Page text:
Tuesday, February 3, 2015

Paddington, or "Sometimes Precious Childhood Memories Aren't Butchered When Adapted."

There is always a risk when bringing a beloved childhood tale into the money-soaked waters of big budget filmmaking. Many times the transition from the imagination to CGI can leave a bitter taste. Such was the case when it came to the Chronicles of Narnia, which I think were lucky to make it as far as The Voyage of the Dawn Treader. Not that there was much interest for A Boy and his Horse or The Silver Chair for most, if I recall, but still.

When it came to the trailer for Paddington, which I remember fondly as a BBC stop-motion television series based on the books by Michael Bond and Peggy Fortnum, I remember being very, very cynical, saying to myself “what’s this computer generated, NON-stuffed animal monstrosity” (a bit of irony there, but more on that later)? Of course, that was the intellectual portion of my mind being cogent and eloquent. What I actually said out loud was more to the effect of “what the fuck?”

And, really, just looking at the trailer, Paddington looks like a train wreck of an adaptation. Treated purely to the comical scene where the ursine houseguest uses “the facilities” in gross and increasingly disastrous fashion, Paddington looks more like a Farrelly Brothers-lite feature than a clever and charming look at post-war Britain.

In that, I think Paddington was done a great disservice.

While there are many moments in Paddington that feel forced and more than a little cheesy, for the most part it is a sweet, heart-warming story about the importance of family with many moments of off-beat humor that serve to strengthen the feel of the film’s given circumstances as opposed to working against it (see Spongebob visiting the live-action world in theaters soon). Whether it’s Marmalade Day or an overly-complicated pneumatic tube system, Paddington is mostly filled is small moments of whimsy that would seem utterly ridiculous in any other context but feel right at home when dealing with a talking bear and the family that slowly thaws in their feelings towards him.

Paddington, the character, is just as much a polite, warm figure prone to inadvertent mischief and endearing earnestness that I remember fondly. Sure, he’s a bit more active and curious than I recall his stop-motion forbearer bearing some thirty-odd years ago, but the soul of the character is still there for me. I find myself happy with Ben Whishaw’s vocal performance. While the CGI creation that is Paddington Bear is by no means as impressive as Smeagol was for LotR, the walking, talking bear is close enough for film and not annoying or distracting like his adapted CGI cousins Alvin, Garfield, and the Smurfs.

The lion’s share of the empathy in the film comes from its female lead, Sally Hawkins, whom we last saw in The Double a month or so ago here on The Void Zone. While not quite the extreme quirky/artsy mother type we’re used to in films like this, she still manages to deliver enough weirdness to be interesting while still portraying a kind and loving mother figure.

Hugh Bonneville is probably the most noticeable figure in the film (aside from Nicole Kidman’s villainess), and he alternately plays Paddington’s foil and sidekick with decent comedic timing. I suppose the cross-dressing humor was a bit of a stretch on the credulity, especially when it came to the “false arm” bit, but the only criticism I have for his performance is mostly due to the script being lacking.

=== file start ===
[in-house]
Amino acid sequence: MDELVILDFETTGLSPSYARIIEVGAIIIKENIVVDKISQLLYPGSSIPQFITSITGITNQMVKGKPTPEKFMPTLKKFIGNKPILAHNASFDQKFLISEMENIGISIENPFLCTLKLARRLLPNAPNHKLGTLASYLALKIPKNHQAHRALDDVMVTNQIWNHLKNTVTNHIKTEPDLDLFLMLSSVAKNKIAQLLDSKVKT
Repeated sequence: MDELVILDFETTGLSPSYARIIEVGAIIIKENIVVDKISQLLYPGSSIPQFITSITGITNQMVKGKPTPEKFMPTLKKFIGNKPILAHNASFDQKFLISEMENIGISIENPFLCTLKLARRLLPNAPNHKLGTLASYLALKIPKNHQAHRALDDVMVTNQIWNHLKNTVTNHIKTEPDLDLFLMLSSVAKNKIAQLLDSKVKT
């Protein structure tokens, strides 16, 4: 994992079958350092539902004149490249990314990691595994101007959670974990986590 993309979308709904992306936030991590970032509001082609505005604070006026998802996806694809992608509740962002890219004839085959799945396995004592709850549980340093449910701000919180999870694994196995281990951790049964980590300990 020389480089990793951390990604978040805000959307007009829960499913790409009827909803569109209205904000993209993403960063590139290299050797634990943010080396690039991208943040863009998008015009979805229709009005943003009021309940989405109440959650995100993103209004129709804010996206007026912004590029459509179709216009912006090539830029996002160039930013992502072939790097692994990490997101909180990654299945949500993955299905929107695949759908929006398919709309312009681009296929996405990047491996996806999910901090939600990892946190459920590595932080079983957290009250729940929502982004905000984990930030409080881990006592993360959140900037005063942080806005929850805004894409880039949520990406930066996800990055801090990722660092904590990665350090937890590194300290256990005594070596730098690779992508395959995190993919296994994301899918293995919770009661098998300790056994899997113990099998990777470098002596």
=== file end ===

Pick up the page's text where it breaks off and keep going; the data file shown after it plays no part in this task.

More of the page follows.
Hugh can only give as much as he’s given to work with and it’s hard to feel much emotion when Mr.Brown finally puts his foot down when you know there’s a happy end only one brief action sequence away. Most movies done well manage to trick you into caring at these turns of events, the fact that Paddington strains in this department is a weakness.

Another weakness is Nicole Kidman. Playing a vengeance driven taxidermist for the London Natural History Museum who wants to "stuff" poor Paddington (there's the irony), her storyline is supported more by her occasionally clever dialogue with current Doctor Who Peter Capaldi, who plays the Brown’s surly neighbor, Mr.Curry. Kidman’s motivations are a silly third act reveal and most of the strengths of her scenes are purely from the sight gags. That said, it’s good to see her (and Capaldi).

The technical aspects of Paddington, mostly featured in the bear, himself, don’t antagonize like I thought they would from the trailer. There are a few other moments of featured special effects, like the shifting seasons of the Brown’s house tree, but for the most part Paddington is a subdued and practical film filled with quiet, well, British humor. While I would've preferred the stuffed, stop-motion Paddington that I'm used to, perhaps done by the folks over at Studio Laika, I'm not hugely disappointed by what has been done here.

Overall, the film is a little less storybook and a little more flowchart than I should like it to be, and it definitely could’ve captured more of the original’s charm... as far as adaptations go, I find Paddington to be really rather sweet. Sure, it’s predictable and its conflicts lack both believability and impact, the heart of the film is strong enough to support it as a whole, enough for me to give it a decent recommendation. It’s not going to win any awards, but it is definitely a pleasure to watch.


No comments:

Post a Comment